Elsewhere: subsidiarity

Catholic Social Teaching, in service of social justice, has well developed principles. In the political world we also here the words “social justice” used, but often in service of highly distorted, political ends.

The principal of solidarity is commonly misused in support of ever-growing, unrestrained central government. Some people simply assume that more government programs, more government regulations, more government everything is the solution. It is not. Such thinking inevitably tramples human dignity, reducing people into minor cogs in the wheel. In my opinion, many people are about to learn first-hand of their increasing “cog-ness” as ObamaCare unfolds.

The balancing principal which keeps solidarity in check is subsidiarity. These are equal and complimentary principals, one without the other leads to disaster.

James Kalb recently wrote an excellent piece for The Catholic World Report on what subsidiarity is and how it is currently practiced (spoiler: it isn’t).

Subsidiarity is a basic principle of Catholic social teaching. Like other such principles, it is praised more than practiced, because it is at cross purposes with the outlook that now governs our public life.

It springs from concern for man in all his dimensions. Each of us participates in the human nature that is common to all. Each of us also has his own will and destiny, and knows who he is through a social identity that includes local and particular connections. So we are at once universal, individual, and socially situated, and become what we are through active participation in a complex of networks and institutions.

Concern with that aspect of human life puts Catholic social teaching at odds with the understandings of social life now dominant, which take equality and efficiency as their concern, and consequently want to reduce society to a sort of machine run from the top down for simple purposes. Such understandings make man less than he is, and end up treating him at bottom as an employee, voter, and consumer: someone who holds a position in a system of production and distribution designed and run by other people, periodically registers his assent to that system and how it is governed, and otherwise is free to amuse himself however he wants, as long as he doesn’t interfere with other people or the smooth operation of the system.

Dissent from that vision puts Catholic social teaching at cross purposes with every other political ideal now prominent. Catholic teaching wants man to be an effective participant in his world, so it wants the center of gravity of social life to be within his reach. For that reason it insists, in the face of the modern tendency toward the industrialization of social relations, on making the business of society as local as reasonably possible. It therefore asserts the principle of subsidiarity, which insists that lower-level groups such as families and local communities are not tools in the hands of higher-ups but have their own life and integrity that must be respected.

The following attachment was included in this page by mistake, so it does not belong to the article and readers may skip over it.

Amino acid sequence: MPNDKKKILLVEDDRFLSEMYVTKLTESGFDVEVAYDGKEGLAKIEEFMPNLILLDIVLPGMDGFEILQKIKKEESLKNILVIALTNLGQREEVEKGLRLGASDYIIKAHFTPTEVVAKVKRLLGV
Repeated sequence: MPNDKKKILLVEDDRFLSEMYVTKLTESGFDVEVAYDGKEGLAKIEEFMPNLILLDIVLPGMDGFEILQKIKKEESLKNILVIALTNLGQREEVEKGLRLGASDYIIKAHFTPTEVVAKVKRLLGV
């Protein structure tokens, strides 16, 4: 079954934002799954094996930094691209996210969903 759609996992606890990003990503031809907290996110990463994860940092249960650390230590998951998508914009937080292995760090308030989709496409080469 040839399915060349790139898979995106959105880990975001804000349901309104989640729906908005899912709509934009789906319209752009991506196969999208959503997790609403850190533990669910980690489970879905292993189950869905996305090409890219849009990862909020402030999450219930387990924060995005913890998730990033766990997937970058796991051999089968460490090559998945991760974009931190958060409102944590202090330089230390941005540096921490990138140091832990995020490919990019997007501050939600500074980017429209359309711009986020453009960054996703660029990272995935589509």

Subsidiarity rejects all forms of tyranny. It makes hierarchy more a matter of enabling those in the middle and bottom to carry on their lives than giving those at the top the power to plan out what is wanted and see to its achievement. It rejects the conception of social justice most common today, which emphasizes equality and universality and thus a comprehensive system of supervision and control. Instead, it stands for the Catholic and classical conception of social justice, a state of affairs in which each part of the social order receives its due so it can carry out its proper function.

More generally, it rejects present-day liberalism, the attempt to turn the social order into a technically rational contrivance for maximum equal satisfaction of individual preferences. It opposes it not only in its leftist or progressive form, which emphasizes expertise and equality, and prefers to act through neutral bureaucracies and international authorities, but also in its rightist or conservative form, which emphasizes energy and efficiency, and prefers global markets and the exercise of national power. So it is ill at ease with both the politically-correct welfare state and such aspects of present-day capitalism as outsourcing, big box stores, the penetration of commercial relations into all aspects of life, and the bottom line as the final standard for business decisions.

It nonetheless accepts certain tendencies often identified as conservative or liberal. It generally favors family values, distributed powers, federalism, local control, and freedom of enterprise and association, all of which now count as conservative causes. It also favors causes that count as liberal, such as grassroots democracy, limitations on big business as well as big government, and certain kinds of unionism. It favors neighborliness and an active civil society, which everyone says he likes, and maintenance of borders and limits on globalization, which our major parties along with the whole of our ruling class now reject.

Read James’ whole piece: Subsidiarity.

See also my previous essays touching this subject: social justice / not social justice and hijacking CST.

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Comments

  1. The bishops need to address this subject more often and in more depth so that Catholics and the world at large will understand what the Church means when she proclaims the importance of “social justice” – a phrase that has been perverted to serve some very questionable ends. James Kalb’s article should be required reading – very clear and helpful!

    Thank you, George!

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